Hyperosmolar Hyperglycemic State
(HHS; Hyperosmolar Nonketotic Coma; HHNC)
by Krisha McCoy, MS
Hyperosmolar nonketotic state (HHS) or coma happens in people with diabetes. It is a severe event that needs care.
HHS is caused by very high glucose in the blood. It is often set off by an illness or infection. It can also happen if the diabetes treatment plan is not followed. The body passes extra glucose out in the urine. Too much urine will lower the levels of other important things in the body such as water. This can make it hard for the brain and heart to work.
HHS can happen at any age. It is more common in older adults and people with type 2 diabetes. Other things that may increase the chance of HHS are:
HHS can take days or weeks to start. Warning signs of high blood glucose that leads to HHS are:
Tests for HHS may include:
The heart may also be checked. An EKG can check your heart's electrical activity.
Hospital care will be needed. The goal is to replace fluids and minerals that are low. Glucose will also be brought to normal levels. Treatment may include:
Other treatment may be needed if there is an infection.
To help prevent HHS:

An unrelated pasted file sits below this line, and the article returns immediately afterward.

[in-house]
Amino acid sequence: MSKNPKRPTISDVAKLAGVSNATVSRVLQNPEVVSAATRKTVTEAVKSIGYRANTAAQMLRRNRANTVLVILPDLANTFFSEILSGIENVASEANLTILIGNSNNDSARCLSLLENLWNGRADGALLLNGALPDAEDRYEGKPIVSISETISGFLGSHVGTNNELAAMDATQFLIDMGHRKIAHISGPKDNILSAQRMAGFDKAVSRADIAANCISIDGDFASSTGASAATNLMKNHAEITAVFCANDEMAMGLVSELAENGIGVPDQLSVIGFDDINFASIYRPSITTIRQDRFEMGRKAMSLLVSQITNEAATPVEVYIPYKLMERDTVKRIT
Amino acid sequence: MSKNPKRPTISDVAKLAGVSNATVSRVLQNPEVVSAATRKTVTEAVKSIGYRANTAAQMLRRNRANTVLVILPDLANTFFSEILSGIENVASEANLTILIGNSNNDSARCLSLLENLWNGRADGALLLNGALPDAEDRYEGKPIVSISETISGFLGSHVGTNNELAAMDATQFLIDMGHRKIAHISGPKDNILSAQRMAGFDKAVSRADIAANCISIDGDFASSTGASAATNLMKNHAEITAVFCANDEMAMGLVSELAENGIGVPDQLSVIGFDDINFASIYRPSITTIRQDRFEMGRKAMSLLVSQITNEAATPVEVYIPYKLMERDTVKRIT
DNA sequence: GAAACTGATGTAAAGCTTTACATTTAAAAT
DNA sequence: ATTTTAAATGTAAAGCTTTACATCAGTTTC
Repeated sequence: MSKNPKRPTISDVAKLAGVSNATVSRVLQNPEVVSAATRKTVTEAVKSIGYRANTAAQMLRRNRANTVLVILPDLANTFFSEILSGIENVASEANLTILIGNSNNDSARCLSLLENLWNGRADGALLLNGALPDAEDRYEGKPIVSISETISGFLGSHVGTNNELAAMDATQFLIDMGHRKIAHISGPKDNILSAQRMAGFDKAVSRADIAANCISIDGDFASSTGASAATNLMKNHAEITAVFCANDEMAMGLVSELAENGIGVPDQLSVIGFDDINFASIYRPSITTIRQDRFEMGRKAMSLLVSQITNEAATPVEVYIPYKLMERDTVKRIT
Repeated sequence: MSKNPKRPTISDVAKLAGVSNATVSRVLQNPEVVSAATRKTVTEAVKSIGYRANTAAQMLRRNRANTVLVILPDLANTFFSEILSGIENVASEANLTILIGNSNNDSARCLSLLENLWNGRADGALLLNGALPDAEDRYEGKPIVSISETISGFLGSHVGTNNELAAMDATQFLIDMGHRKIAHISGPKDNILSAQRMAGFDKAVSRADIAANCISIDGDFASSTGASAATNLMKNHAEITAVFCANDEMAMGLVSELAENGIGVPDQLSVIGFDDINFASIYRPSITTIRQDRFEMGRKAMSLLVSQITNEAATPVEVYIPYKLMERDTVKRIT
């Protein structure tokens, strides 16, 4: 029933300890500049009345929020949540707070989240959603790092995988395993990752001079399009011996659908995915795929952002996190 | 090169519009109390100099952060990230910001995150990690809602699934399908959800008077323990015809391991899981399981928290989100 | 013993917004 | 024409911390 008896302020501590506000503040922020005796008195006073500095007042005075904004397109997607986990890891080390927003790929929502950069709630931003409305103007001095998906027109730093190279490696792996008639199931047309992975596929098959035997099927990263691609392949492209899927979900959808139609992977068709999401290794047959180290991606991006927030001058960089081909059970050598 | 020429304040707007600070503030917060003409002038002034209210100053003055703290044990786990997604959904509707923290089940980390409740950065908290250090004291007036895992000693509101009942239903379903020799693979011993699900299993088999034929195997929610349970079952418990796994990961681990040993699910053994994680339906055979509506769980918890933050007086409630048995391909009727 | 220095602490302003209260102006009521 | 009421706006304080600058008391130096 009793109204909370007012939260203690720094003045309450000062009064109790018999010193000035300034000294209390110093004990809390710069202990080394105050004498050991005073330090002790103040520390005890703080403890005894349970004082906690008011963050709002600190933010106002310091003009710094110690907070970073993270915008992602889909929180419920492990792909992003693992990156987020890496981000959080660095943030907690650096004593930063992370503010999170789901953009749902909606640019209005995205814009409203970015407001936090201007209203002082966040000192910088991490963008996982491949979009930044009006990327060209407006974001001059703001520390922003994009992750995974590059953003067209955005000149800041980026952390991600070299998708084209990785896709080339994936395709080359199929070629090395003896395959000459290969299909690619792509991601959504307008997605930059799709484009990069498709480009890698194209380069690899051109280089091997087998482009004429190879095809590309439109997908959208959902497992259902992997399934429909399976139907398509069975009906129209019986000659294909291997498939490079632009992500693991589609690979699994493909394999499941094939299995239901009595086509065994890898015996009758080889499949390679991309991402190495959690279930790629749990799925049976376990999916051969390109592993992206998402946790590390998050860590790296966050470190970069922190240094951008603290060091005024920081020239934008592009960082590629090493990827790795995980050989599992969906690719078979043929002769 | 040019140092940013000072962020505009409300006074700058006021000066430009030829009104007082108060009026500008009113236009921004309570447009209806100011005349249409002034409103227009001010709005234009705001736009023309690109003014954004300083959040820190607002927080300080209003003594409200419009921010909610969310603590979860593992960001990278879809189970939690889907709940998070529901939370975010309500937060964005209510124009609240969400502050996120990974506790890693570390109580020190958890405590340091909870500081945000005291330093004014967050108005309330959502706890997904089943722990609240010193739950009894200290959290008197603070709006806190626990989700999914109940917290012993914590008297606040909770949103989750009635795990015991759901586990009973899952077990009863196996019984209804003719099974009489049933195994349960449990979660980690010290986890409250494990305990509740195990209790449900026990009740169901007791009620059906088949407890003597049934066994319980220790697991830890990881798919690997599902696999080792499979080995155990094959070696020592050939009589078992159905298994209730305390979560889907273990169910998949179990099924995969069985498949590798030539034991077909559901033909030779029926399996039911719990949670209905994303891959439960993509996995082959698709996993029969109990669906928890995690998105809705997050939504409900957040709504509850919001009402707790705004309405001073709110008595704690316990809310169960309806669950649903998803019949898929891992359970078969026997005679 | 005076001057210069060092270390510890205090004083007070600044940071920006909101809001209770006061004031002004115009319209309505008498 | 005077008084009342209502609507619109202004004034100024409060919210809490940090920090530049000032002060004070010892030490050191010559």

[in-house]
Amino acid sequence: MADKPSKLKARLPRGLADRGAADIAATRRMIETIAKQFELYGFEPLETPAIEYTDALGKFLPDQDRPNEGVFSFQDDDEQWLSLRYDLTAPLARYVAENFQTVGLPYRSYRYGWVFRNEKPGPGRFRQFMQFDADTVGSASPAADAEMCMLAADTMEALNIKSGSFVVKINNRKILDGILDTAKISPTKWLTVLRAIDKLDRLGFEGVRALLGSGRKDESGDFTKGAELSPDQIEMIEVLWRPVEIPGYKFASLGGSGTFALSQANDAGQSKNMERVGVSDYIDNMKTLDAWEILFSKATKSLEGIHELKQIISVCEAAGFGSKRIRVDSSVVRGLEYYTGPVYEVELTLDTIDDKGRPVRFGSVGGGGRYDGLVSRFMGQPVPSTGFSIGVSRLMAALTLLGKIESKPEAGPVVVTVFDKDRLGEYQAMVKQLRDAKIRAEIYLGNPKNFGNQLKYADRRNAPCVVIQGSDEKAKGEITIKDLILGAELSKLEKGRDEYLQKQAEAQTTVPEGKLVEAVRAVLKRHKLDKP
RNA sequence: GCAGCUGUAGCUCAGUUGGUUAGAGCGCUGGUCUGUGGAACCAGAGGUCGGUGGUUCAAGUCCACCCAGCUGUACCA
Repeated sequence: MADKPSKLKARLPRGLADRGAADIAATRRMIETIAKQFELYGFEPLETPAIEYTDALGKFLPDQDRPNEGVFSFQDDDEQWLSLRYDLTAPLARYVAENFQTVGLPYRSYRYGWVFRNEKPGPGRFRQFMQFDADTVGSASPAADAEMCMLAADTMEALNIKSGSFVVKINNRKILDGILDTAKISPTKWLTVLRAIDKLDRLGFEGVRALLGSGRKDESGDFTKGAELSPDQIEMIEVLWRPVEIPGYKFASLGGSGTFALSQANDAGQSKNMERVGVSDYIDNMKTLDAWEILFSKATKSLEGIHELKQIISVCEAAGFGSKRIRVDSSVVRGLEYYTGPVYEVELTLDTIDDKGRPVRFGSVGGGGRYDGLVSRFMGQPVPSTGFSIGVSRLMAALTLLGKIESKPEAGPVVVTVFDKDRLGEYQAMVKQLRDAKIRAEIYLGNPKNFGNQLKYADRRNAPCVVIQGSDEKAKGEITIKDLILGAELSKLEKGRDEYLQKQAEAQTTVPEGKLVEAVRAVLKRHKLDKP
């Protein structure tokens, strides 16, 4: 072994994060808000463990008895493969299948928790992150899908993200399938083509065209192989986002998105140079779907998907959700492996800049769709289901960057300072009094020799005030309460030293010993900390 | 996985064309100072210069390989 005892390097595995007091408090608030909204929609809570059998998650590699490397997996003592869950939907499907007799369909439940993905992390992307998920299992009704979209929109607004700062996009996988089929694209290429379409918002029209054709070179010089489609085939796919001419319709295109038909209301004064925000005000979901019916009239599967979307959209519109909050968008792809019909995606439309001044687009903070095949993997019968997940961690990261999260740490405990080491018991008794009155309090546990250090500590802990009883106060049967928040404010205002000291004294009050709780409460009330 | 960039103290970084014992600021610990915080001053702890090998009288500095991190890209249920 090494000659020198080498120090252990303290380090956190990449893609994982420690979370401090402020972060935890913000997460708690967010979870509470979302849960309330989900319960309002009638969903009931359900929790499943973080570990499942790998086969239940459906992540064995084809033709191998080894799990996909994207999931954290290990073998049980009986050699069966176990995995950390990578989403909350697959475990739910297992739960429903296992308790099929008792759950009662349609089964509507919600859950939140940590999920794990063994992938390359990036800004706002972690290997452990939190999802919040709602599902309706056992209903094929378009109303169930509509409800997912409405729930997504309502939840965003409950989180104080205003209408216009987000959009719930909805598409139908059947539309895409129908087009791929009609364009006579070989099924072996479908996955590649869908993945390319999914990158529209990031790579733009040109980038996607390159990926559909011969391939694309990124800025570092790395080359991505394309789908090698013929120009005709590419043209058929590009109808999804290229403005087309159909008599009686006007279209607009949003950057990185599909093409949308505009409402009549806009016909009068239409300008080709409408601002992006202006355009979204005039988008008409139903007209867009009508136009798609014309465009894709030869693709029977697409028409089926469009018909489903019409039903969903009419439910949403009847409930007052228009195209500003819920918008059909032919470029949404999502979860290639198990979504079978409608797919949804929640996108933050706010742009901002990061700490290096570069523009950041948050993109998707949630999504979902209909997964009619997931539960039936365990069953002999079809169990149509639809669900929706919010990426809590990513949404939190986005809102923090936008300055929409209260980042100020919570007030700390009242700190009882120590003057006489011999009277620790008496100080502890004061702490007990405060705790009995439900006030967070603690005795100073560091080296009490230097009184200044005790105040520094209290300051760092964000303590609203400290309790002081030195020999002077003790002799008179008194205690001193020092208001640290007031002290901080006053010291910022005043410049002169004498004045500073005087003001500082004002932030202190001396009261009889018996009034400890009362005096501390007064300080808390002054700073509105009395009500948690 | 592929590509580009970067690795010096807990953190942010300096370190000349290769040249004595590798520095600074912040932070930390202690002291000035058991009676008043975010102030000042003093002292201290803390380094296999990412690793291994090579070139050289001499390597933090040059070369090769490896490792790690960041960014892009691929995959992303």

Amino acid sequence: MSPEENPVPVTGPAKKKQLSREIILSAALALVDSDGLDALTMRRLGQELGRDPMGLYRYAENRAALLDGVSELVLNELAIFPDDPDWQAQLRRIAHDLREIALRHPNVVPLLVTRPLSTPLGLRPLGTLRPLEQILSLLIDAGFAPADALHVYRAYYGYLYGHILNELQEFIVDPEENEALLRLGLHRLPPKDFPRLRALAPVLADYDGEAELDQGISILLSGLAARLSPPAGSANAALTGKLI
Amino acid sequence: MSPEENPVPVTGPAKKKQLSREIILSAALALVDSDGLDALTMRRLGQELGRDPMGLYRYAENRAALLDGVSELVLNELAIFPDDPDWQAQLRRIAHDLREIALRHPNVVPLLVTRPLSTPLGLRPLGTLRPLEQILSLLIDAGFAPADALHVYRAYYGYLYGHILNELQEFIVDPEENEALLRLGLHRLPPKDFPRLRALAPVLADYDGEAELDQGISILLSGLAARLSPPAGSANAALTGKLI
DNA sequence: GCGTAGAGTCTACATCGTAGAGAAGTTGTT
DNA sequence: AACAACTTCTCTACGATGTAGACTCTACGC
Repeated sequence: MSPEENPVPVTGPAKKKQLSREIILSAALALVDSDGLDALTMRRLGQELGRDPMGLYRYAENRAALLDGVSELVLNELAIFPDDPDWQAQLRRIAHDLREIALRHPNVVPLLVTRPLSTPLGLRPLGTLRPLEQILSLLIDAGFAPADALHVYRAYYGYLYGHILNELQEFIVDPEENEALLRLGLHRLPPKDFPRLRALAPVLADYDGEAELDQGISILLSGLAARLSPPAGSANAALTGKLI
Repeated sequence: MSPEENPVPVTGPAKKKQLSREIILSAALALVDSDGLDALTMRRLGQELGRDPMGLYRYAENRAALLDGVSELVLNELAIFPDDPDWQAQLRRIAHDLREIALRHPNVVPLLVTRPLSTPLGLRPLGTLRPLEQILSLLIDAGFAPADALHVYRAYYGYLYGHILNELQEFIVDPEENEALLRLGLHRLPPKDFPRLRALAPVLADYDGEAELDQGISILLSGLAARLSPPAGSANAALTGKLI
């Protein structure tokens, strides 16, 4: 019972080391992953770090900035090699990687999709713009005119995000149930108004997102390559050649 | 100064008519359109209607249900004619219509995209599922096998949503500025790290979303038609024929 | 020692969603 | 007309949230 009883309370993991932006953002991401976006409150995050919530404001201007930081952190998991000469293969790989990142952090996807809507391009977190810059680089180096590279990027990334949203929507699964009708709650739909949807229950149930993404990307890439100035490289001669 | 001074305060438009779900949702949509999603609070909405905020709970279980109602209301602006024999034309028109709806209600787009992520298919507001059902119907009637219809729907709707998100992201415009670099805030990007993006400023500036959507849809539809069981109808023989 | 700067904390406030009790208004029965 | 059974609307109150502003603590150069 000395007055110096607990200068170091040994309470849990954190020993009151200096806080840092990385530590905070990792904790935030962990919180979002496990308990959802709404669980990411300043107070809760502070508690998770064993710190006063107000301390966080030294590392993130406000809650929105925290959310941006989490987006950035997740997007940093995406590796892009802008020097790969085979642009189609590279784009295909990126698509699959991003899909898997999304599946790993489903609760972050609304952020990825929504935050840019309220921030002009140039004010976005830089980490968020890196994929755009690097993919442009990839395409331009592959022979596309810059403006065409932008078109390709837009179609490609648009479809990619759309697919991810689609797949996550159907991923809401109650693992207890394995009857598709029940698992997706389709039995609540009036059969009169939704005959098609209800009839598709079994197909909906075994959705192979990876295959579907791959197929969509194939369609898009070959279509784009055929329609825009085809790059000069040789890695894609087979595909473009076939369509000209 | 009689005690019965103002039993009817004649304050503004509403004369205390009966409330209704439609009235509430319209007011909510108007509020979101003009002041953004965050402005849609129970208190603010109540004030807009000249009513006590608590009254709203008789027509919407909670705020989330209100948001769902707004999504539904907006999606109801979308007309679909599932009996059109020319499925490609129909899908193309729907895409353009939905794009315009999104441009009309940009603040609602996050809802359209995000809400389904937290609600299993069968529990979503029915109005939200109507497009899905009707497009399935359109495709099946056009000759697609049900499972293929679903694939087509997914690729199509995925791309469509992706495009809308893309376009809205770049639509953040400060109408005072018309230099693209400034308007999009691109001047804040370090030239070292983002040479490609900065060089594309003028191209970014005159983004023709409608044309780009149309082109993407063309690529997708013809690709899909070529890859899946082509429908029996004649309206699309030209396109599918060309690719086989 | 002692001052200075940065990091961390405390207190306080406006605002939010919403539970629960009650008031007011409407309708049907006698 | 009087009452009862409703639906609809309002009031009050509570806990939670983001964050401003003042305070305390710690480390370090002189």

American Diabetes Association
National Institute of Diabetes and Digestive and Kidney Diseases
Canadian Diabetes Association
Hyperglycemic hyperosmolar state in adults. EBSCO DynaMed website. Available at: https://www.dyname... . Updated October 7, 2019. Accessed December 2, 2019.
Hyperglycemic hyperosmolar state in children. EBSCO DynaMed website. Available at: https://www.dyname... . Updated February 9, 2018. Accessed December 2, 2019.
Kitabchi AE, Umpierrez GE, Miles JM, Fisher JN. Hyperglycemic crises in adult patients with diabetes. Diabetes Care. 2009 Jul;32(7):1335-43EBSCOhost Full Text full-text, commentary can be found in Diabetes Care 2009 Dec;32(12):e157.
Scott A, Claydon A. Joint British Diabetes Societies Inpatient Care Group. The management of hyperosmolar hyperglycaemic state (HHS) in adults with diabetes. Joint British Diabetes Societies (JBDS) 2012 Aug PDF, summary of report can be found in Diabet Med 2015 Jun;32(6):714
Umpierrez G, Korytkowski M. Diabetic emergencies - ketoacidosis, hyperglycaemic hyperosmolar state and hypoglycaemia. Nat Rev Endocrinol. 2016 Apr;12(4):222-32
Last reviewed December 2019 by EBSCO Medical Review Board
Last Updated: 12/2/2019
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